Bradley Cooper is a triple threat at the Academy Awards, being nominated a total of nine times in the acting, producing and writing categories. However, he has yet to take home the golden statuette. His most recent bid was for producing the Best Picture nominee “Nightmare Alley,” which lost to “CODA” at the 2022 Oscars ceremony. At nine career losses, that means Cooper has quietly now surpassed legendary performers Glenn Close and Peter O’Toole, both of whom failed to win any of their eight bids (all for acting).
Cooper’s three Oscar nominations in the Best Actor race came for “Silver Linings Playbook” (2012), “American Sniper” (2014) and “A Star Is Born” (2018), plus he earned one notice in Best Supporting Actor for “American Hustle” (2013). The multi-hyphenate was recognized four times for producing Best Picture contenders “American Sniper,” “A Star Is Born,” “Joker” (2019) and “Nightmare Alley” (2021). And he has a Best Adapted Screenplay mention to his name for co-writing the remake of “A Star Is Born.”
The actor was invited on the stage at the 2022 ceremony by co-host Regina Hall, who wanted to personally test him (plus Simu Liu, Tyler Perry and Timothee Chalamet) for Covid-19. “You’ll come backstage, take your mask off and your clothes, and I’m gonna swab the back of your mouth with my tongue,” she joked to Bradley Cooper and the other guys. “The truth is, we’re still in a pandemic!”
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Glenn Close has so far received four Oscar bids apiece in the lead and supporting categories. Her Best Actress citations were for “Fatal Attraction” (1987), “Dangerous Liaisons” (1988), “Albert Nobbs” (2011) and “The Wife” (2018). And her Best Supporting Actress noms were for “The World According to Garp” (1982), “The Big Chill” (1983), “The Natural” (1984) and “Hillbilly Elegy” (2020). Awards pundits suspect she came the closest to winning for “The Wife,” but was overtaken at the finish line by Olivia Colman (“The Favourite”).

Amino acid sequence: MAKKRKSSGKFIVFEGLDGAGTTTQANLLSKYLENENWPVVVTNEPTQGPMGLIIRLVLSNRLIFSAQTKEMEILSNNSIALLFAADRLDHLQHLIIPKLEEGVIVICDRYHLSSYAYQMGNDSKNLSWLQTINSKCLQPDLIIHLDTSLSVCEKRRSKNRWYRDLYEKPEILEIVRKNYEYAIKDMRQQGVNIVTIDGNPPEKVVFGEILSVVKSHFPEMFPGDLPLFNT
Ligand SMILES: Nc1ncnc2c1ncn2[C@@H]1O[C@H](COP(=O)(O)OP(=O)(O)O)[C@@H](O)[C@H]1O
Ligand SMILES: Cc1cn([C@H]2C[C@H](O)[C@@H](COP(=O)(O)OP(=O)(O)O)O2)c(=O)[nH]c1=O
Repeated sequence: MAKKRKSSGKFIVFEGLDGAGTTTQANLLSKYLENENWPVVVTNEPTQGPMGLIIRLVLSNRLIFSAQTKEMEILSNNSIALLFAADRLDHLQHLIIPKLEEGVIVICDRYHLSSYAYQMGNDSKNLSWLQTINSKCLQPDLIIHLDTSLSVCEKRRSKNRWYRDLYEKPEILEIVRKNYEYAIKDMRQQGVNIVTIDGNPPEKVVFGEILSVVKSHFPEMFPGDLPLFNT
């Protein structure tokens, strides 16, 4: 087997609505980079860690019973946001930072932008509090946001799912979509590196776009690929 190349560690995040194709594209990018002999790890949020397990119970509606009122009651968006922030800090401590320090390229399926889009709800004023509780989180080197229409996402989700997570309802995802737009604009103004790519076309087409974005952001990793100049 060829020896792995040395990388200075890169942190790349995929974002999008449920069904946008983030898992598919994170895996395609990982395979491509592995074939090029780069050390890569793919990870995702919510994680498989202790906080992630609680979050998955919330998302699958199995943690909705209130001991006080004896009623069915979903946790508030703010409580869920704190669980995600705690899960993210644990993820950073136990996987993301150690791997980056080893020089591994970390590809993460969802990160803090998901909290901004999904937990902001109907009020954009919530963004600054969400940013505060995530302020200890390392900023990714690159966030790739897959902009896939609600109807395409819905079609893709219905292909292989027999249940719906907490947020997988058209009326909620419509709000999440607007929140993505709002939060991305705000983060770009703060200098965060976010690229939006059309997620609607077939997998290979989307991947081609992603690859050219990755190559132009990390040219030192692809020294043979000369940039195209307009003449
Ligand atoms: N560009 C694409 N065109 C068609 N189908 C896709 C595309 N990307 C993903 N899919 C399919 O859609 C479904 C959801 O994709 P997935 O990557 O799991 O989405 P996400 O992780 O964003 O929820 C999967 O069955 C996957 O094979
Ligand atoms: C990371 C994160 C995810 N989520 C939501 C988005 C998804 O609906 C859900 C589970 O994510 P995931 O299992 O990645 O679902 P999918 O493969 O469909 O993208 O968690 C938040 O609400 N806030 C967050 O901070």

Comparatively, all eight of Peter O’Toole’s Oscar nominations were in the Best Actor race. He was cited for “Lawrence of Arabia” (1962), “Becket” (1964), “The Lion in Winter” (1968), “Goodbye, Mr. Chips” (1969), “The Ruling Class” (1972), “The Stunt Man” (1980), “My Favorite Year” (1982) and “Venus” (2006). Ten years before his death in 2013, the actor received an Honorary Academy Award in 2003 for his lifetime legacy of working in the motion picture industry.
Kenneth Branagh, an actor who contended in multiple categories like Cooper, finally won an Oscar on his eighth career nomination at the 2022 ceremony. He took home the trophy in Best Original Screenplay for “Belfast” (2021), and he was also up for Best Picture and Best Directing that same evening. Branaugh’s five previous mentions were for “Henry V” (1989) in Best Director and Best Actor, “Swan Song” (1992) in Best Live Action Short, “Hamlet” (1996) in Best Adapted Screenplay and “My Week with Marilyn” (2011) in Best Supporting Actor.
While Cooper is perhaps the biggest A-list celeb to have lost nine times, there are other industry professionals out there with even more of an Oscar IOU. They include songwriter Diane Warren (13 losses), director Federico Fellini (12), sound engineers Greg P. Russell (17), Loren L. Ryder (14), Rick Kline (11) and Anna Behlmer (10), composers Thomas Newman (15), Alex North (15) and Walter Scharf (10), art director Roland Anderson (15), cinematography George J. Folsey (13) and animator Walter Lantz (10).
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Bradley Cooper has quietly now lost more Oscars than Glenn Close and Peter O’Toole